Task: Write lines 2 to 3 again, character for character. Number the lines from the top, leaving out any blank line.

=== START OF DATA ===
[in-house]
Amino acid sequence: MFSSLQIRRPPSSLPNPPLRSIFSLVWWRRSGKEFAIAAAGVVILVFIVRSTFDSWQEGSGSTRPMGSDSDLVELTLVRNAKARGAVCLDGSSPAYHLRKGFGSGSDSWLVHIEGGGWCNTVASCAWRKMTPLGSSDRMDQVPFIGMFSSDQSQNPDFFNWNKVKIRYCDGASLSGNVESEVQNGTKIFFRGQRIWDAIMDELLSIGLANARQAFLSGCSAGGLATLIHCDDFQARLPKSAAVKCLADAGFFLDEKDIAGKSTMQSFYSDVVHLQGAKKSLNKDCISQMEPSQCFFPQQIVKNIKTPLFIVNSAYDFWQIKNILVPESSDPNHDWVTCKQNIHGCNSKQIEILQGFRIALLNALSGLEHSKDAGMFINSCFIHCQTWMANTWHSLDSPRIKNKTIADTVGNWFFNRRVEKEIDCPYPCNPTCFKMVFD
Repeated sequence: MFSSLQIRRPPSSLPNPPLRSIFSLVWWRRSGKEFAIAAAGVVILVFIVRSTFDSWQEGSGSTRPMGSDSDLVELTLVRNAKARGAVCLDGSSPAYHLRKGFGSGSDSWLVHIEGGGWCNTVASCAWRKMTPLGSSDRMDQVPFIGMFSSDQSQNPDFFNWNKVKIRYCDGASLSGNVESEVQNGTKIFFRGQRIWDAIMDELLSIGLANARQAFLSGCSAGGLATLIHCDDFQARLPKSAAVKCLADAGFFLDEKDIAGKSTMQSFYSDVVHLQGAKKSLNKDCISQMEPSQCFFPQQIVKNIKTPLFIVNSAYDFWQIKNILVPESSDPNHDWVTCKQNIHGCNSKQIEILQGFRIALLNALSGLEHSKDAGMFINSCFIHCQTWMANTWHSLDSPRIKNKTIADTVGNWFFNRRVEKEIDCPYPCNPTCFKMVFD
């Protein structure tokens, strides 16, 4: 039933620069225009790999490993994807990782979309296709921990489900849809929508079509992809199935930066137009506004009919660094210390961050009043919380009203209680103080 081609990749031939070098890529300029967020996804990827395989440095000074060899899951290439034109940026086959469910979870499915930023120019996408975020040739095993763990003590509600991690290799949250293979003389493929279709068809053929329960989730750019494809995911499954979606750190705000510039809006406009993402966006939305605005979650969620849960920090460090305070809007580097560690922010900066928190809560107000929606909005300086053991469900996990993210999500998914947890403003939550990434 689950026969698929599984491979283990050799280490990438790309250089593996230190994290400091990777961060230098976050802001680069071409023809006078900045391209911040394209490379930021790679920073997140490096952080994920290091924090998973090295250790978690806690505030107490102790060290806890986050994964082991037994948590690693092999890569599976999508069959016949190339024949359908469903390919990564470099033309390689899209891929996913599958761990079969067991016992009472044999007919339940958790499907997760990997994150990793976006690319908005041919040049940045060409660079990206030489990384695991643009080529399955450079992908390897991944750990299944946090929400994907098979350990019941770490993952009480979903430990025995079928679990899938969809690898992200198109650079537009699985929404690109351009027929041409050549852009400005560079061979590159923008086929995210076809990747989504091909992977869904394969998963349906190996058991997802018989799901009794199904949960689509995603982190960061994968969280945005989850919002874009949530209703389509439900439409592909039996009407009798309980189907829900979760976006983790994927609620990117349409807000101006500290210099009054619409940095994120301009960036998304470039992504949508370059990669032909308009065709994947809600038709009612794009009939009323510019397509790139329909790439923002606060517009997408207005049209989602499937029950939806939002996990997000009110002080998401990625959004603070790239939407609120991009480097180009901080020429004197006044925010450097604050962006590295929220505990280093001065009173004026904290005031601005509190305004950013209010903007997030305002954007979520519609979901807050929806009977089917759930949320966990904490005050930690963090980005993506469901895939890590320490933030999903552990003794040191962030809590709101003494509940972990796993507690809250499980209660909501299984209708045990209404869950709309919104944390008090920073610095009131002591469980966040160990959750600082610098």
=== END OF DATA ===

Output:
Amino acid sequence: MFSSLQIRRPPSSLPNPPLRSIFSLVWWRRSGKEFAIAAAGVVILVFIVRSTFDSWQEGSGSTRPMGSDSDLVELTLVRNAKARGAVCLDGSSPAYHLRKGFGSGSDSWLVHIEGGGWCNTVASCAWRKMTPLGSSDRMDQVPFIGMFSSDQSQNPDFFNWNKVKIRYCDGASLSGNVESEVQNGTKIFFRGQRIWDAIMDELLSIGLANARQAFLSGCSAGGLATLIHCDDFQARLPKSAAVKCLADAGFFLDEKDIAGKSTMQSFYSDVVHLQGAKKSLNKDCISQMEPSQCFFPQQIVKNIKTPLFIVNSAYDFWQIKNILVPESSDPNHDWVTCKQNIHGCNSKQIEILQGFRIALLNALSGLEHSKDAGMFINSCFIHCQTWMANTWHSLDSPRIKNKTIADTVGNWFFNRRVEKEIDCPYPCNPTCFKMVFD
Repeated sequence: MFSSLQIRRPPSSLPNPPLRSIFSLVWWRRSGKEFAIAAAGVVILVFIVRSTFDSWQEGSGSTRPMGSDSDLVELTLVRNAKARGAVCLDGSSPAYHLRKGFGSGSDSWLVHIEGGGWCNTVASCAWRKMTPLGSSDRMDQVPFIGMFSSDQSQNPDFFNWNKVKIRYCDGASLSGNVESEVQNGTKIFFRGQRIWDAIMDELLSIGLANARQAFLSGCSAGGLATLIHCDDFQARLPKSAAVKCLADAGFFLDEKDIAGKSTMQSFYSDVVHLQGAKKSLNKDCISQMEPSQCFFPQQIVKNIKTPLFIVNSAYDFWQIKNILVPESSDPNHDWVTCKQNIHGCNSKQIEILQGFRIALLNALSGLEHSKDAGMFINSCFIHCQTWMANTWHSLDSPRIKNKTIADTVGNWFFNRRVEKEIDCPYPCNPTCFKMVFD